The new home was a fertile valley among the cottonwood trees near a natural spring with cool good water. Jess Wynne helped Perry plant a large apple and peach orchard. The fruit and an abundance of vegetables kept the family well supplied with only one trip a month to Mobeetie, 10 miles east, for needs such as flour sugar, coffee and other necessities.
Five girls, Mava, Ersa, Eva, Freda and Molita — were born on the ranch, and for each birth a man was sent on horseback to Mobeetie to bring the kind, family Doctor Brice, who always arrived in time.
Perry and Emma were very eager to educate their children. While all were still very young, governesses were employed (whose accomplishments included music and elocution.) Seven governesses were employed through the years. During these busy, happy years, neighbors from far and near came to the LeFors home for picnics, wading parties, horseback riding, croquet and baseball, which was always a part of Sunday entertainment. Emma never failed to have more than enough pies and cakes for all.
Perry applied for a post office for the stage stop on the North Fork of the Red River, and it was granted October 12, 1892. However, the Postal Department in Washington decided the capital letter “F” must be changed to a small letter, and so the post office and later town became Lefors, Texas. The land had been donated by Perry.
By 1902 there seemed to be enough people in the area, and so with Perry’s influence and promotion, over 150 voters out of 175 petitioned for an election to organize Gray County and separate it from the jurisdiction of Wheeler County. The election was held, and on May 27, 1902, Gray County was formed and Lefors was named as county seat.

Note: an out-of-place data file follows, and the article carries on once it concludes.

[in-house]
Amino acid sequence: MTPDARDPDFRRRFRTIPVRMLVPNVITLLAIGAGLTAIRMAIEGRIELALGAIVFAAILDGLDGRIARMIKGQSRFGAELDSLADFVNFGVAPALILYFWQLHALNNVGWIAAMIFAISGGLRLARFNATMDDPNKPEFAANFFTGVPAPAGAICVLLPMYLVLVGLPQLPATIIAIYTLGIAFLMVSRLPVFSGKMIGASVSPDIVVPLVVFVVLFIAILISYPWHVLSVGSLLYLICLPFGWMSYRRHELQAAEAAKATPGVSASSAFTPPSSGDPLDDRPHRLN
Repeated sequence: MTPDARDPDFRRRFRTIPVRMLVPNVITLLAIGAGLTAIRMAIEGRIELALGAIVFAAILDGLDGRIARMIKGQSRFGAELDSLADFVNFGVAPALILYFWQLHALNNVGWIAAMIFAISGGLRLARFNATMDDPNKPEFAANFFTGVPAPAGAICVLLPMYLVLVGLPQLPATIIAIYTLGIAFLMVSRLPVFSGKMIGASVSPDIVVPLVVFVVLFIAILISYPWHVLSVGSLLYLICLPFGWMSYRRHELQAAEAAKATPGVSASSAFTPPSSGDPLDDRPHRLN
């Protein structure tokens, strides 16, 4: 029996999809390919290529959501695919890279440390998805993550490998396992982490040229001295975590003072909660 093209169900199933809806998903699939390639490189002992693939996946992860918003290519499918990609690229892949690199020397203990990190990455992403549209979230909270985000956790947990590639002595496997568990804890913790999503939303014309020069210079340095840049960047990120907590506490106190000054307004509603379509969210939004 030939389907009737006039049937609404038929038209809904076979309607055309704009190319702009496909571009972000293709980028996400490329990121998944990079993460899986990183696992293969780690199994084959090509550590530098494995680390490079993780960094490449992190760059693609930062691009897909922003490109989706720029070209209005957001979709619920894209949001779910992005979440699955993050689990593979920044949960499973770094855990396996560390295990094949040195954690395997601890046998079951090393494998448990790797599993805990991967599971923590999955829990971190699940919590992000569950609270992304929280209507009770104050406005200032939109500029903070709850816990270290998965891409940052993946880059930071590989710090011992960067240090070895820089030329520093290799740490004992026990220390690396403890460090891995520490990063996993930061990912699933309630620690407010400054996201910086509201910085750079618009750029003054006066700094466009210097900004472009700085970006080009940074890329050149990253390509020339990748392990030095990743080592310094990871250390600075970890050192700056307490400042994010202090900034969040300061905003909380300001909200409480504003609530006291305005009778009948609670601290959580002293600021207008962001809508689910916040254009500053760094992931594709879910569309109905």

Times were good, and people were happy and prosperous when suddenly the LeFors family was stricken with the dreaded typhoid fever that was sweeping through the country. Perry died from the fever on September 6, 1909 and within six weeks four of the girls also died by October 26, 1909.
With an undying faith and courage of a real pioneer, Emma with her little girl Molita, two and a half years of age, closed the old home and went back to Frankfort, Kentucky to her sister, Lena, and family. A year later she returned to McLean and entered into social and church work. In 1918 Emma bought a house in Pampa, but she went to Los Angeles where Molita finished high school. Returning to Pampa in 1928, Emma organized the Christian Science Church, which met in her home at 311 N. Frost for over a year. Her philosophy for a long life was, “Keep your hands and mind filled with labor and love, your heart with charity,and faith in God.” She was honored many times over the years for her social and church work, also as ‘Good Neighbor’ and in 1952, by the naming of the local airport, the Perry LeFors Field, in memory of her late husband.
Emma passed away January 25, 1958, just before her 90th birthday. She is buried beside Perry and their daughters in Miami.
Emma was born March 4, 1868, Rhinefelden, Switzerland, to Anton and Babette (Speise) Lang. Anton was born in Vienna, Austria, and had lived in France before coming to Switzerland. The Langs were one of Rhinefelden’s most prominent families and were engaged in the furniture upholstering business, which had been an occupation of the family for over 100 years.
Vera, the eldest daughter of Perry and Emma, married a young surveyor, A.H. Doucette, and they lived a long and fruitful life in the evergrowing town of Pampa. Mr. Doucette died October 26, 1964, and Vera passed away 20 years later March 6, 1984, at the age of 96 years and 3 months.
reprinted from Gray County Heritage ©1985
Also posted on the City of Pampa’s Website.